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Sudanese Rebels Dismiss President's Cease-Fire Call


Rebels in Sudan's war-torn Darfur region have dismissed a call for a cease-fire by President Omar al-Bashir.

Members of one of the main rebel groups, the Justice and Equality Movement, said Wednesday that President Bashir cannot be trusted and that when he calls for a truce, it means he is preparing a new offensive.

They also said they would only agree to a cease-fire within an overall framework for peace.

The exiled leader of another rebel group, the Sudan Liberation Movement, Abdulwahid Elnur, told the Associated Press that rebels cannot accept a cease-fire until pro-government militias are disarmed.

Mr. Bashir Wednesday pledged an "immediate campaign" to disarm such militia. He said the cease-fire would also be immediate, but would depend on an effective monitoring system that all sides observed.

President Bashir has announced several cease-fires during the nearly six-year Darfur conflict, all of which failed.

His latest declaration earlier Wednesday follows peace recommendations made by a so-called people's forum, which was boycotted by Darfur's rebel groups. The recommendations also called for the release of Darfur political prisoners, but President Bashir did not mention this.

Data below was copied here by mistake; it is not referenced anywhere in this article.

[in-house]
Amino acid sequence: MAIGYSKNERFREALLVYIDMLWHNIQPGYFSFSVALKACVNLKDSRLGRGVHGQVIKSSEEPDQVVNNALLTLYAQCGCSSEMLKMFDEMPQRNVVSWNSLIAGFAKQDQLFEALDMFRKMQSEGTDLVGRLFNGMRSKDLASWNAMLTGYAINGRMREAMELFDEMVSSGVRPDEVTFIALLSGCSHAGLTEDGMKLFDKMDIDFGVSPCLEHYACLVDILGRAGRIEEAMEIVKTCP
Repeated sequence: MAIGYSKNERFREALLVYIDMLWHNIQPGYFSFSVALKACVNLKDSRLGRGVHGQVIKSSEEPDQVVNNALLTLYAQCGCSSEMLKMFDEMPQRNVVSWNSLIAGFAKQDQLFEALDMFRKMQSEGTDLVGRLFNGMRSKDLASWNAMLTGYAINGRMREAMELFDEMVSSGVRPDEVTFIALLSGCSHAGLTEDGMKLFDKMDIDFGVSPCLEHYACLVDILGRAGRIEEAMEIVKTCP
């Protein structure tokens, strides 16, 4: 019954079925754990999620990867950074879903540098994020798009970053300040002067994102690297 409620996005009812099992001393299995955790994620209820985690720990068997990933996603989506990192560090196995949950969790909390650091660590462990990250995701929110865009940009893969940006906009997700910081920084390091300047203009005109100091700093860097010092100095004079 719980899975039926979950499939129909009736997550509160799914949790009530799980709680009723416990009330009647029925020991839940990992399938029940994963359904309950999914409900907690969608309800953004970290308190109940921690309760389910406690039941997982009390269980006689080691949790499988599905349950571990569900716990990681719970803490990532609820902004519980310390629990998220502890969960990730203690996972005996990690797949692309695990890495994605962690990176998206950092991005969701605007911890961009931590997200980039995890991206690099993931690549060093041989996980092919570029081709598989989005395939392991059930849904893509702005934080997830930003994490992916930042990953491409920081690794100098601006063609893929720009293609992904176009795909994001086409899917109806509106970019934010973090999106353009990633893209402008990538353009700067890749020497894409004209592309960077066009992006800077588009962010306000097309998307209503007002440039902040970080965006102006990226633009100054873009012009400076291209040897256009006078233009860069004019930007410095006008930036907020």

Mr. Bashir set up the forum a few weeks after the International Criminal Court's chief prosecutor called for him to be tried for war crimes in Darfur.

The prosecutor, Luis Moreno-Ocampo, accuses Mr. Bashir of masterminding a campaign of deportation, rape and murder in the western Darfur region. President Bashir says he is the victim of an international conspiracy, and Sudan has refused to cooperate with the court.

Human rights activists say the conflict, involving rebels, government forces and pro-government militias, has killed more than 200,000 people and driven more than 2.5 million from their homes. Sudan's government says these numbers are exaggerated, and puts the death toll at about 10,000.

Some information for this report was provided by AFP, AP and Reuters.



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